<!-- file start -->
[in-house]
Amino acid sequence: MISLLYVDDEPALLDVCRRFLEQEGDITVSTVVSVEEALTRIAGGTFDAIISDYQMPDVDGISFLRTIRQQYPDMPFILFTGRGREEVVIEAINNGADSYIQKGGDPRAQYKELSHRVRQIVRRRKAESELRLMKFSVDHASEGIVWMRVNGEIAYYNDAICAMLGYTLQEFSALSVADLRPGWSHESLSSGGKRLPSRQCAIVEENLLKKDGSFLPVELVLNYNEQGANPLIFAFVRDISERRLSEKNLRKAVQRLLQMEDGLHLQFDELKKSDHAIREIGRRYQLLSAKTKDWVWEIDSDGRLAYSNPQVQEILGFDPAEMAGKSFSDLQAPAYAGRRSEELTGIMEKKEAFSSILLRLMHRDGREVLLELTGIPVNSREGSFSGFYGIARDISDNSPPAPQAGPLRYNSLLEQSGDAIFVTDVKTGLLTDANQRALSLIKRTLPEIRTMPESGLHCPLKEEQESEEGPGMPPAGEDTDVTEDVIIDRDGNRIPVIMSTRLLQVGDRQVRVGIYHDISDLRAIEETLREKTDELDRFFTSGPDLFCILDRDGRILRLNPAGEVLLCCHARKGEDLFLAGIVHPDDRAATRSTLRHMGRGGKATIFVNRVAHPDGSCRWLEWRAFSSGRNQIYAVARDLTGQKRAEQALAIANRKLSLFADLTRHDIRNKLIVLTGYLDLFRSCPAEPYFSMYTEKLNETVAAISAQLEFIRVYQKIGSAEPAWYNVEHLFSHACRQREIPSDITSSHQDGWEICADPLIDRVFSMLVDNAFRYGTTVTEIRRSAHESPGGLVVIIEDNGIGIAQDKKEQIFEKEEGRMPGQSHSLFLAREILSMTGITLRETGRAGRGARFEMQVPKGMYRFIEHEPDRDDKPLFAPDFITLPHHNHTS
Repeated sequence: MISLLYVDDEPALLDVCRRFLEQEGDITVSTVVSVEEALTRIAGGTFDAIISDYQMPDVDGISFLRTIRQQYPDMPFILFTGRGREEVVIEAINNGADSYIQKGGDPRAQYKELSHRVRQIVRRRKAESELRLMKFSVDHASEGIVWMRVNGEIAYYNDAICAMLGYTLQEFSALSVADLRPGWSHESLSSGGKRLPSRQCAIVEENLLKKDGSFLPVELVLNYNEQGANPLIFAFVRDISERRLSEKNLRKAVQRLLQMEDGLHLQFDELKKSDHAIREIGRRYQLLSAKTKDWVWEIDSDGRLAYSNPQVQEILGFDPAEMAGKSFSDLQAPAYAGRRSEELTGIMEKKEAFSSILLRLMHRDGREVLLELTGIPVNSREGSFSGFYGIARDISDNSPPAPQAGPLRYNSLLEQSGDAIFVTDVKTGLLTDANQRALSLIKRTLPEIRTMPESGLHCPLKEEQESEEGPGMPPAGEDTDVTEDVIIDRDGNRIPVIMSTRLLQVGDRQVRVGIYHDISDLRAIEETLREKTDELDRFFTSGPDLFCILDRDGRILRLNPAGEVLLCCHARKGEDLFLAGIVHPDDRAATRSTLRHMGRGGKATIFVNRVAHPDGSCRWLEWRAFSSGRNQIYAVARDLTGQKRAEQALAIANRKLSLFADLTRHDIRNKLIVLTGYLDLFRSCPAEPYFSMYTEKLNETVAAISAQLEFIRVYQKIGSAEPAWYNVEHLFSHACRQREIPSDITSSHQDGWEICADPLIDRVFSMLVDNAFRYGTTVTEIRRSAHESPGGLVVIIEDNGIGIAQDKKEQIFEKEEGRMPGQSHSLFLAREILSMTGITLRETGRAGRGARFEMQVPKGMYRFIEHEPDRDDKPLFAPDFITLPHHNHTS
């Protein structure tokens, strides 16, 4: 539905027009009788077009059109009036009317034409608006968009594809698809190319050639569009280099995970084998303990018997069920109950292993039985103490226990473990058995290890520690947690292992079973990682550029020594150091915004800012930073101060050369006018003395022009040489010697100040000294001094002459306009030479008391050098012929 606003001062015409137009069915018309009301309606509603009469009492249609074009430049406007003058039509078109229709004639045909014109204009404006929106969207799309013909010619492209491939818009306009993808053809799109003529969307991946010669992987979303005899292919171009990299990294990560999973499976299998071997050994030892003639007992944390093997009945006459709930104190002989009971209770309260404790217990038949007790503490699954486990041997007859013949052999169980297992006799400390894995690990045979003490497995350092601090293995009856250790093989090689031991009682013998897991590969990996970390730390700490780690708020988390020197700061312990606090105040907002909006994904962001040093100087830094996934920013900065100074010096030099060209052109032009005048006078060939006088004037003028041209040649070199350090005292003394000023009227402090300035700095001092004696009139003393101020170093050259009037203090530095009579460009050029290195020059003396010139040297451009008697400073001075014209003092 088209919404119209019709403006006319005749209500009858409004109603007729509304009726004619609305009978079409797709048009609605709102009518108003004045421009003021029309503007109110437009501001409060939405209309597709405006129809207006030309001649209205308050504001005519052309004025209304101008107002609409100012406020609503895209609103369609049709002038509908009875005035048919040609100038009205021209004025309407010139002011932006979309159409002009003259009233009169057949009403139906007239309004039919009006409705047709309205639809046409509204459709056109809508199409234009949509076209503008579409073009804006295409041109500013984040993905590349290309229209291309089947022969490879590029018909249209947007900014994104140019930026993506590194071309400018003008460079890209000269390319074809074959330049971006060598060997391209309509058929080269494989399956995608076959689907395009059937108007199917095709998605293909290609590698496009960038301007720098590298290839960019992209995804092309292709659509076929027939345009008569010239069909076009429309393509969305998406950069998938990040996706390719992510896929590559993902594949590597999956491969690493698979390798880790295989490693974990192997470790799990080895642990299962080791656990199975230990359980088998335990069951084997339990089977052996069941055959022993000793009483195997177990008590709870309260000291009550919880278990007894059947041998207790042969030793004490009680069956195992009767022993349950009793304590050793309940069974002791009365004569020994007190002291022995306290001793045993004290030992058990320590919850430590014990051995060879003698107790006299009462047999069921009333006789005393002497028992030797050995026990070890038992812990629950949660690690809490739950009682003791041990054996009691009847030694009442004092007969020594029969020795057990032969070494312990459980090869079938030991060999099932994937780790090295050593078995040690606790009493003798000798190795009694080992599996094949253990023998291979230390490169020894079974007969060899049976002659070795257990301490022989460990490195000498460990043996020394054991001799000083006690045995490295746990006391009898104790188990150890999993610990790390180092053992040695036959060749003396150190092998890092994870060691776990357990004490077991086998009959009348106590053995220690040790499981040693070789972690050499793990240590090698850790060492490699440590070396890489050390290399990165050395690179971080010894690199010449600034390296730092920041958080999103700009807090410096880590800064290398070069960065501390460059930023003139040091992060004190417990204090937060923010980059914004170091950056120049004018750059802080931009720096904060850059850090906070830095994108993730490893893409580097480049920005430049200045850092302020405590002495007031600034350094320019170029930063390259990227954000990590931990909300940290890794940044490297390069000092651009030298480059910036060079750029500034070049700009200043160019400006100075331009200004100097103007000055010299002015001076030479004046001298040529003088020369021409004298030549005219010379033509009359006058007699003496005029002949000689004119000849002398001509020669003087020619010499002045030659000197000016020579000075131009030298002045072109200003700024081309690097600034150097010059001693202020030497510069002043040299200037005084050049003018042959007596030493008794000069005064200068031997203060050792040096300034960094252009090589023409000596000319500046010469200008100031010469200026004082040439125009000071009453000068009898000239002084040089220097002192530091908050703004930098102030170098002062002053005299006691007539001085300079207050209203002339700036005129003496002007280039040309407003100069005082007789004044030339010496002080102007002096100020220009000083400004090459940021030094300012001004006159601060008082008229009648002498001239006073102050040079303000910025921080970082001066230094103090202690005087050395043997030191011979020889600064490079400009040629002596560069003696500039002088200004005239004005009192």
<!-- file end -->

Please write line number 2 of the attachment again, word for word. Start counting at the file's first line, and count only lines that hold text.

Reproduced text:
Amino acid sequence: MISLLYVDDEPALLDVCRRFLEQEGDITVSTVVSVEEALTRIAGGTFDAIISDYQMPDVDGISFLRTIRQQYPDMPFILFTGRGREEVVIEAINNGADSYIQKGGDPRAQYKELSHRVRQIVRRRKAESELRLMKFSVDHASEGIVWMRVNGEIAYYNDAICAMLGYTLQEFSALSVADLRPGWSHESLSSGGKRLPSRQCAIVEENLLKKDGSFLPVELVLNYNEQGANPLIFAFVRDISERRLSEKNLRKAVQRLLQMEDGLHLQFDELKKSDHAIREIGRRYQLLSAKTKDWVWEIDSDGRLAYSNPQVQEILGFDPAEMAGKSFSDLQAPAYAGRRSEELTGIMEKKEAFSSILLRLMHRDGREVLLELTGIPVNSREGSFSGFYGIARDISDNSPPAPQAGPLRYNSLLEQSGDAIFVTDVKTGLLTDANQRALSLIKRTLPEIRTMPESGLHCPLKEEQESEEGPGMPPAGEDTDVTEDVIIDRDGNRIPVIMSTRLLQVGDRQVRVGIYHDISDLRAIEETLREKTDELDRFFTSGPDLFCILDRDGRILRLNPAGEVLLCCHARKGEDLFLAGIVHPDDRAATRSTLRHMGRGGKATIFVNRVAHPDGSCRWLEWRAFSSGRNQIYAVARDLTGQKRAEQALAIANRKLSLFADLTRHDIRNKLIVLTGYLDLFRSCPAEPYFSMYTEKLNETVAAISAQLEFIRVYQKIGSAEPAWYNVEHLFSHACRQREIPSDITSSHQDGWEICADPLIDRVFSMLVDNAFRYGTTVTEIRRSAHESPGGLVVIIEDNGIGIAQDKKEQIFEKEEGRMPGQSHSLFLAREILSMTGITLRETGRAGRGARFEMQVPKGMYRFIEHEPDRDDKPLFAPDFITLPHHNHTS